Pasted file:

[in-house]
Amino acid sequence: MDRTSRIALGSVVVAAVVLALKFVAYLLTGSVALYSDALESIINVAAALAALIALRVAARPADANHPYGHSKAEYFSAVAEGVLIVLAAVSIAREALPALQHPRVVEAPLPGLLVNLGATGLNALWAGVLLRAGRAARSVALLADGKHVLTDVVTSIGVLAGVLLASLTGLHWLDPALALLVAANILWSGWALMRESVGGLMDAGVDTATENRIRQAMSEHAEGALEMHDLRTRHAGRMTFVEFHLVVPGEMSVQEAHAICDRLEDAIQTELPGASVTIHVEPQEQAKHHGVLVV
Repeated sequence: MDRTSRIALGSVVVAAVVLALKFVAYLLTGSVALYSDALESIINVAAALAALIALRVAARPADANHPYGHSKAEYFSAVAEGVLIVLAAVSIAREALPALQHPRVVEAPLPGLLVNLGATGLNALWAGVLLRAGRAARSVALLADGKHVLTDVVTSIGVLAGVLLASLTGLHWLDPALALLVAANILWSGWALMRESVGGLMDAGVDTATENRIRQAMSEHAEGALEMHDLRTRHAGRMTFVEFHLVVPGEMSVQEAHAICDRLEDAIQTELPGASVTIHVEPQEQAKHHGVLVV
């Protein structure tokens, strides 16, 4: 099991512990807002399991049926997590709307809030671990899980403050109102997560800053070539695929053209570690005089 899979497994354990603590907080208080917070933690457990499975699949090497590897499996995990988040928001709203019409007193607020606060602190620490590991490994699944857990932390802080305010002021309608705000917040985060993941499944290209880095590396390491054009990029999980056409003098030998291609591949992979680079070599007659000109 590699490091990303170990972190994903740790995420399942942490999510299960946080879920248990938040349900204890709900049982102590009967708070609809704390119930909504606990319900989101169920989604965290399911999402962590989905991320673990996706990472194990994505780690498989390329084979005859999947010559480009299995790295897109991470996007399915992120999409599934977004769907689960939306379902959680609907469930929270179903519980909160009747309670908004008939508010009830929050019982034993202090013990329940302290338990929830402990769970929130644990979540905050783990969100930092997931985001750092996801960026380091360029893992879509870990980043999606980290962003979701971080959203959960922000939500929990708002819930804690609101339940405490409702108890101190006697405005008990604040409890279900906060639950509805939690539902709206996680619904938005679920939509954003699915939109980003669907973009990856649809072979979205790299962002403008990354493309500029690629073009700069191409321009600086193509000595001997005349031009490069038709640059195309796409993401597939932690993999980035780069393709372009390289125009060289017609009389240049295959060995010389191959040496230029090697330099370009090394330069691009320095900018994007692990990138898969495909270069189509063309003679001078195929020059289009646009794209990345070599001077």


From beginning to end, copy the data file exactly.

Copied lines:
[in-house]
Amino acid sequence: MDRTSRIALGSVVVAAVVLALKFVAYLLTGSVALYSDALESIINVAAALAALIALRVAARPADANHPYGHSKAEYFSAVAEGVLIVLAAVSIAREALPALQHPRVVEAPLPGLLVNLGATGLNALWAGVLLRAGRAARSVALLADGKHVLTDVVTSIGVLAGVLLASLTGLHWLDPALALLVAANILWSGWALMRESVGGLMDAGVDTATENRIRQAMSEHAEGALEMHDLRTRHAGRMTFVEFHLVVPGEMSVQEAHAICDRLEDAIQTELPGASVTIHVEPQEQAKHHGVLVV
Repeated sequence: MDRTSRIALGSVVVAAVVLALKFVAYLLTGSVALYSDALESIINVAAALAALIALRVAARPADANHPYGHSKAEYFSAVAEGVLIVLAAVSIAREALPALQHPRVVEAPLPGLLVNLGATGLNALWAGVLLRAGRAARSVALLADGKHVLTDVVTSIGVLAGVLLASLTGLHWLDPALALLVAANILWSGWALMRESVGGLMDAGVDTATENRIRQAMSEHAEGALEMHDLRTRHAGRMTFVEFHLVVPGEMSVQEAHAICDRLEDAIQTELPGASVTIHVEPQEQAKHHGVLVV
């Protein structure tokens, strides 16, 4: 099991512990807002399991049926997590709307809030671990899980403050109102997560800053070539695929053209570690005089 899979497994354990603590907080208080917070933690457990499975699949090497590897499996995990988040928001709203019409007193607020606060602190620490590991490994699944857990932390802080305010002021309608705000917040985060993941499944290209880095590396390491054009990029999980056409003098030998291609591949992979680079070599007659000109 590699490091990303170990972190994903740790995420399942942490999510299960946080879920248990938040349900204890709900049982102590009967708070609809704390119930909504606990319900989101169920989604965290399911999402962590989905991320673990996706990472194990994505780690498989390329084979005859999947010559480009299995790295897109991470996007399915992120999409599934977004769907689960939306379902959680609907469930929270179903519980909160009747309670908004008939508010009830929050019982034993202090013990329940302290338990929830402990769970929130644990979540905050783990969100930092997931985001750092996801960026380091360029893992879509870990980043999606980290962003979701971080959203959960922000939500929990708002819930804690609101339940405490409702108890101190006697405005008990604040409890279900906060639950509805939690539902709206996680619904938005679920939509954003699915939109980003669907973009990856649809072979979205790299962002403008990354493309500029690629073009700069191409321009600086193509000595001997005349031009490069038709640059195309796409993401597939932690993999980035780069393709372009390289125009060289017609009389240049295959060995010389191959040496230029090697330099370009090394330069691009320095900018994007692990990138898969495909270069189509063309003679001078195929020059289009646009794209990345070599001077």